Thank you for applying for a position at the New York Times. As you may be aware the position of Executive Editor was recently vacated by Jill Abamson, after it was discovered that she was a real woman and not one of the fake ones we in the newsroom enjoy hanging out with.
While Ms. Abramson’s firing may us make look bad in the short run, we’d like to assure all applicants that the New York Times is committed to diversity, as this recent photo of our newsroom makes clear.
Yes. That person in the blue shirt. No not that one. The other one. While not a negro this mystery person in the blue shirt may possibly be of Eastern European origin or even Italian. As we like to say in the newsroom, he was displaying “negro-like tendencies.”
So don’t let the recent firing of this pushy bitch lower your opinion of the brand name that is the New York Times. As President Obama likes to lead from behind, the Times likes to lead from behind when it comes to diversity.
We at the Times love women. Many of our reporters have screensavers that feature scantily-clad young, beautiful women.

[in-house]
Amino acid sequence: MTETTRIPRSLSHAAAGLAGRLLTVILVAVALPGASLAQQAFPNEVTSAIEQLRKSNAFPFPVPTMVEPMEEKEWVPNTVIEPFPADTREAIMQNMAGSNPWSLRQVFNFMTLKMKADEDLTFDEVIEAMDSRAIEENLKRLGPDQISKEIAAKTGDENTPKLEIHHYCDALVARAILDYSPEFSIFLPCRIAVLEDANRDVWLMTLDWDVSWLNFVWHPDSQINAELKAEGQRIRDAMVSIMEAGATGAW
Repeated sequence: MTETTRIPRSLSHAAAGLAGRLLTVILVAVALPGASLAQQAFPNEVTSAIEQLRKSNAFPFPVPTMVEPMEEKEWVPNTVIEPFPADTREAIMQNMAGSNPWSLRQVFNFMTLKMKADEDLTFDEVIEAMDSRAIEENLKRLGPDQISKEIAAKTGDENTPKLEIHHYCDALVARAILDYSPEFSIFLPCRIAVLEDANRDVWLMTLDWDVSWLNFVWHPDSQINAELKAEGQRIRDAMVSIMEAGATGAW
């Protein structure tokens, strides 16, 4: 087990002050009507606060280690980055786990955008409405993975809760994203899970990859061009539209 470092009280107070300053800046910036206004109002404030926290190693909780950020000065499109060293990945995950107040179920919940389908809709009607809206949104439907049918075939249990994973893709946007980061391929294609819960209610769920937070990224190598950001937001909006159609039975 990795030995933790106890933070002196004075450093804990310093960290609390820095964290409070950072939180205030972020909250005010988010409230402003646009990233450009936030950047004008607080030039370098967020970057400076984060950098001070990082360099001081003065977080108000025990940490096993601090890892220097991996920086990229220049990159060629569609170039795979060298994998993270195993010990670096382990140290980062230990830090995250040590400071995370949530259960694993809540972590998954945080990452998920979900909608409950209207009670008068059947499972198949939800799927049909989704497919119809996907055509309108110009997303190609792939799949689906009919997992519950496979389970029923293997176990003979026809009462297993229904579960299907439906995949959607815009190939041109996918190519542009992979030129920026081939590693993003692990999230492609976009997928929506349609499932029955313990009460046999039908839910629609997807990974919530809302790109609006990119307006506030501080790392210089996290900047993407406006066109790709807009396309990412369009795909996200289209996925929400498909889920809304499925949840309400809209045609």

So let us reiterate that the New York Times in no way, shape or form, condones prejudice or intolerance in the workplace. Unless you are conservative. Or a pushy bitch.
As an applicant to the Times your application will be “blind-reviewed” by experts in the field of journalism.
Your skin color, race, gender and sexual identity will be unknown to them. Though if your cover letter contains no spelling errors, run-on sentences, grammatical mistakes or even expresses a coherent thought we will assume that you are writing from a position of “White privilege” and you will be disqualified.
You might be asking about our publisher, Arthur Sulzberger, Jr.
Is he a white male of northern European origin as has been rumored?
Yes. It is true. Arthur Sulzberger Jr., is white. He has always been white and, not being Irish, sees no reason to hide his whiteness, his white privilege or his ableism.
But, in Mr. Sulzberger’s defense, he has always been conflicted about this.
In fact Mr. Sulzberger has recently started a program in the newsroom where white reporters are encouraged to discuss their racism and privilege in front of a “Truth and Reconciliation” committee composed of several minority cooks from our commissary.
This program has proven to be very successful. And it is catered!
So once again, dear applicant, let us assure you that the New York Times will review your credentials fairly and impartially.
The Editorial Board of the New York Times (54)